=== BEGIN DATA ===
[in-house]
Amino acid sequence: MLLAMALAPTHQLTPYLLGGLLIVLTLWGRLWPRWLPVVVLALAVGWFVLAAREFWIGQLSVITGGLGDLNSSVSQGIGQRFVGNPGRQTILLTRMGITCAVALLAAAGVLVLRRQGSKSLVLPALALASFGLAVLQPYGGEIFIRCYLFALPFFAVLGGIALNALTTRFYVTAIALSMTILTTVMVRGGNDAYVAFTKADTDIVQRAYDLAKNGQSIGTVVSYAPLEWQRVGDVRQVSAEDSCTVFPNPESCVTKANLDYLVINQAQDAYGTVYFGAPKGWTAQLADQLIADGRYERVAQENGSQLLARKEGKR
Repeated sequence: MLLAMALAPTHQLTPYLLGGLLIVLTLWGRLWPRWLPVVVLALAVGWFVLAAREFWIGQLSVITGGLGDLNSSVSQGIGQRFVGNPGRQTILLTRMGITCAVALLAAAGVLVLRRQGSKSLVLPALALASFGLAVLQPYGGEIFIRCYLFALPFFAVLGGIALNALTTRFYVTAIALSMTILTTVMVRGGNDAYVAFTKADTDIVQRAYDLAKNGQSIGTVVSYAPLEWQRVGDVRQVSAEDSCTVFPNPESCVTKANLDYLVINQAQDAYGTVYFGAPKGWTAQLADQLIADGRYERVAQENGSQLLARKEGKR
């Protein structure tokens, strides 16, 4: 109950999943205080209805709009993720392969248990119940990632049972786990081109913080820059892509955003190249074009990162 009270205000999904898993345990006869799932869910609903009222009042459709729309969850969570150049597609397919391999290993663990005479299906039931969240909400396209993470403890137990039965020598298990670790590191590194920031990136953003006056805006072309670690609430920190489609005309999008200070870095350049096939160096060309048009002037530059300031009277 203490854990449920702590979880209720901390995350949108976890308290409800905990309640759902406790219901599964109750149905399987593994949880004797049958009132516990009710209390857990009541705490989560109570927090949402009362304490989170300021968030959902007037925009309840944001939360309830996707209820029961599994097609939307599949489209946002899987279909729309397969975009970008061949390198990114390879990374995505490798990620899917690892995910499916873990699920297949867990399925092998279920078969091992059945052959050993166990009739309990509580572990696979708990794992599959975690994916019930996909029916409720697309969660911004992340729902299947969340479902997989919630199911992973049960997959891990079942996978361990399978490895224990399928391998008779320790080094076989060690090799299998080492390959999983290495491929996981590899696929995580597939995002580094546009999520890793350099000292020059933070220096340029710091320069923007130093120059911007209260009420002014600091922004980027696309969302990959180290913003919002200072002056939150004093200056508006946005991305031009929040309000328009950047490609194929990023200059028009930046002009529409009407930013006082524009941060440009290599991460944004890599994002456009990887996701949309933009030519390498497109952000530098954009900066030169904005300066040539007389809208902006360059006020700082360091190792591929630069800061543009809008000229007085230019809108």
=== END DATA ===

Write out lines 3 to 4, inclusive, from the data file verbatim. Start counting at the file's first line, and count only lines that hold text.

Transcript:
Repeated sequence: MLLAMALAPTHQLTPYLLGGLLIVLTLWGRLWPRWLPVVVLALAVGWFVLAAREFWIGQLSVITGGLGDLNSSVSQGIGQRFVGNPGRQTILLTRMGITCAVALLAAAGVLVLRRQGSKSLVLPALALASFGLAVLQPYGGEIFIRCYLFALPFFAVLGGIALNALTTRFYVTAIALSMTILTTVMVRGGNDAYVAFTKADTDIVQRAYDLAKNGQSIGTVVSYAPLEWQRVGDVRQVSAEDSCTVFPNPESCVTKANLDYLVINQAQDAYGTVYFGAPKGWTAQLADQLIADGRYERVAQENGSQLLARKEGKR
């Protein structure tokens, strides 16, 4: 109950999943205080209805709009993720392969248990119940990632049972786990081109913080820059892509955003190249074009990162 009270205000999904898993345990006869799932869910609903009222009042459709729309969850969570150049597609397919391999290993663990005479299906039931969240909400396209993470403890137990039965020598298990670790590191590194920031990136953003006056805006072309670690609430920190489609005309999008200070870095350049096939160096060309048009002037530059300031009277 203490854990449920702590979880209720901390995350949108976890308290409800905990309640759902406790219901599964109750149905399987593994949880004797049958009132516990009710209390857990009541705490989560109570927090949402009362304490989170300021968030959902007037925009309840944001939360309830996707209820029961599994097609939307599949489209946002899987279909729309397969975009970008061949390198990114390879990374995505490798990620899917690892995910499916873990699920297949867990399925092998279920078969091992059945052959050993166990009739309990509580572990696979708990794992599959975690994916019930996909029916409720697309969660911004992340729902299947969340479902997989919630199911992973049960997959891990079942996978361990399978490895224990399928391998008779320790080094076989060690090799299998080492390959999983290495491929996981590899696929995580597939995002580094546009999520890793350099000292020059933070220096340029710091320069923007130093120059911007209260009420002014600091922004980027696309969302990959180290913003919002200072002056939150004093200056508006946005991305031009929040309000328009950047490609194929990023200059028009930046002009529409009407930013006082524009941060440009290599991460944004890599994002456009990887996701949309933009030519390498497109952000530098954009900066030169904005300066040539007389809208902006360059006020700082360091190792591929630069800061543009809008000229007085230019809108």